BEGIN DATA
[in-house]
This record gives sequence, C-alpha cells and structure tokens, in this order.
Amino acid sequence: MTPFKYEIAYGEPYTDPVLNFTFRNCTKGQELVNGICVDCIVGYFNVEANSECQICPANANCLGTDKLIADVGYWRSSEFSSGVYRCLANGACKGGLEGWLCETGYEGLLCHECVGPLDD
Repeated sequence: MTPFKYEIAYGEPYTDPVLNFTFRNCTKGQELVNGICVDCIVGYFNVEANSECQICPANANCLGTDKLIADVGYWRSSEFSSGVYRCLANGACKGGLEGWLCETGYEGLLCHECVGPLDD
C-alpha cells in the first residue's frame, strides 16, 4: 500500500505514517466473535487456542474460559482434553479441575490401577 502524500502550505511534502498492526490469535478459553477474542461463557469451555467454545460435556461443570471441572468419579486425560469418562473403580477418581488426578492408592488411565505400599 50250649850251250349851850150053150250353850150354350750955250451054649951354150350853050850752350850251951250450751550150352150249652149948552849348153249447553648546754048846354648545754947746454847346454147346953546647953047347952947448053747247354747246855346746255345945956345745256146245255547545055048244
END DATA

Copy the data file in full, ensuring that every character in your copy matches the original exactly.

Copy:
[in-house]
This record gives sequence, C-alpha cells and structure tokens, in this order.
Amino acid sequence: MTPFKYEIAYGEPYTDPVLNFTFRNCTKGQELVNGICVDCIVGYFNVEANSECQICPANANCLGTDKLIADVGYWRSSEFSSGVYRCLANGACKGGLEGWLCETGYEGLLCHECVGPLDD
Repeated sequence: MTPFKYEIAYGEPYTDPVLNFTFRNCTKGQELVNGICVDCIVGYFNVEANSECQICPANANCLGTDKLIADVGYWRSSEFSSGVYRCLANGACKGGLEGWLCETGYEGLLCHECVGPLDD
C-alpha cells in the first residue's frame, strides 16, 4: 500500500505514517466473535487456542474460559482434553479441575490401577 502524500502550505511534502498492526490469535478459553477474542461463557469451555467454545460435556461443570471441572468419579486425560469418562473403580477418581488426578492408592488411565505400599 50250649850251250349851850150053150250353850150354350750955250451054649951354150350853050850752350850251951250450751550150352150249652149948552849348153249447553648546754048846354648545754947746454847346454147346953546647953047347952947448053747247354747246855346746255345945956345745256146245255547545055048244